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There has been a notable resurgence, in recent years, of Contemporary flower paintings; not just vases of flowers in interiors but also of wildflowers in meadows. If we think about it , flower paintings are the perfect antidote to our high tech lifestyle in the same way that art nouveau, in the late 19th century was to the Industrial revolution.
Couple that with the exponential interest in gardening and gardens, and the love, we British have for our plants, and it is not hard to see the desire to echo these influences in the art we choose. In the gardening world, there has been a trend towards wildflowers and particularly wildflower meadows which we all long to grow in our own gardens. What was completely natural in our landscape in the past, but has depleted due to farming methods, is surprisingly difficult, and expensive, to recreate ‘artifically’ . Their seasonality, in a world where we are used to be able to order anything we need, also makes them very special, hence the joy of capturing that on canvas, and being able to view it all year round.
The history of flower paintings can be said to have started in the Dutch golden age, when flora was brought back by merchants from all corners of the globe. These highly prized specimens were recorded for posterity by commissioned artists, like Bosschaert the Elder, and were very realistic portrayals. At this time botannical realism was the aim, together with the rich and powerful wanting to possess certain specimens such as the tulip, which reached dizzying heights of value at the turn of the 18th century. For over 300 years, Dutch flower paintings were sought after, with flower paintings getting looser in style towards the 19th century.
Ambrosius Bosschaert the Elder, 'A Still Life of Flowers in a Wan-Li Vase on a Ledge with further Flowers, Shells and a Butterfly', 1609-10
‘Flowers make us happy, remind us of our loved ones, and of halycon summer days’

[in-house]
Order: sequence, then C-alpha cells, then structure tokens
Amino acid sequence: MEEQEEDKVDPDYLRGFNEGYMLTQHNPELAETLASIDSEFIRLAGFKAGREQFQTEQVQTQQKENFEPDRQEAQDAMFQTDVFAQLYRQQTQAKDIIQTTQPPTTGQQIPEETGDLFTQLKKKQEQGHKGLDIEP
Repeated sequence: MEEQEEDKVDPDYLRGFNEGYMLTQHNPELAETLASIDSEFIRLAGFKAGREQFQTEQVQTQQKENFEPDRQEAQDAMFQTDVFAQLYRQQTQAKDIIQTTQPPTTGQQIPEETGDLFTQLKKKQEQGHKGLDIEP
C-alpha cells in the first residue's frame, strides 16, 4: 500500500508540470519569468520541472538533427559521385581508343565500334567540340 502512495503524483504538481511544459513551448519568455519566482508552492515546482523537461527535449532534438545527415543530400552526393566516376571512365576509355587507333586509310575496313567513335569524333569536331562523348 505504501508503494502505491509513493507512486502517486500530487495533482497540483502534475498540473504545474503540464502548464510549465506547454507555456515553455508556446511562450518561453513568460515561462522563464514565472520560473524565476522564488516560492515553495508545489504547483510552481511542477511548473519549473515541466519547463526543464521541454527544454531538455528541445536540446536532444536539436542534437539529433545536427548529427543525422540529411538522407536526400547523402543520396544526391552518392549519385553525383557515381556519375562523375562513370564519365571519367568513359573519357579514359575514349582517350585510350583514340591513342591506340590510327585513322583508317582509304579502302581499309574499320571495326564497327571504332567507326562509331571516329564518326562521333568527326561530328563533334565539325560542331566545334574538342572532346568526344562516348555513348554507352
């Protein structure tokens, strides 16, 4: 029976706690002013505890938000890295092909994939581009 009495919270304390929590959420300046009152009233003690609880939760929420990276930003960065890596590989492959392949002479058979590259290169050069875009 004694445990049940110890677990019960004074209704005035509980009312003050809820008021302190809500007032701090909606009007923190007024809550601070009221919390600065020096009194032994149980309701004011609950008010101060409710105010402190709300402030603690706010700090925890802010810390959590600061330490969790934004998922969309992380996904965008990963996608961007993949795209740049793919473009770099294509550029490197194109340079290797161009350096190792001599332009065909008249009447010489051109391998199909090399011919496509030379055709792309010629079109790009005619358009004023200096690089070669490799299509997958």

Flowers have always held symbolism, particularly in an era of supressed emotion, such as during the Victorian Era. Floriography, or the language of flowers, was the modern day equivalent of emojii. Romance was able to transcend the restraints of social morays, through the portal of flowers, when a bouquet of red tulips, for example, was a declaration of love. There is no doubt that you can say something with flowers. Even now, how best to express love, thanks, celebrations and good wishes than through the medium of flowers. Flowers make us happy, remind us of our loved ones, and of halycon summer days.
Up until the 1870s, flower paintings were generally still lives, painted in studios. The Impressionists took painting outside and some of our much cherished images from this era include Monet’s Poppy Field. Having to paint quickly en plein air, loosened the rigidity of style, hitherto regarded, and brought feeling and expression to the canvas. This influence is still with us today in plein air paintings of wild flower meadows.
Claude Monet, ‘Les Coquelicots a Argenteuil” 1873
Post war art of the 20th Century reflected our consumer society; pop art, abstract expressionism, Op art, minimilism and concept art dominated. Art was all about finding new ways of expression and seeing, exploring different media and pushing boundaries of decency and taste. Not much room here for paintings of nature or flowers.
However, the tide is turning and with a new generation who are very concerned with our environment, going back to nature and growing their own plants. Our interest in preserving the life of bees by planting more wildflower meadows and general acknowledgement of climate change has renewed our interest in nature and how much we value it. With that comes our appreciation of flowers in art.
In addition the popularity of artists through national exhibitions, such as Gustav Klimt, Winifred Nicholson and Georgia O’Keefe and has filtered down, so that you can see glimpses of their influence on Contemporary artists.
Flower Garden by Gustav Klimt
Today an artist can paint virtually anything they choose, but artists throughout time have an uncanny way of prizing, what at first, might seem ordinary, but which over time, we come to cherish: The simplicity and ordinariness of flowers in an increasingly high tech and complicated world.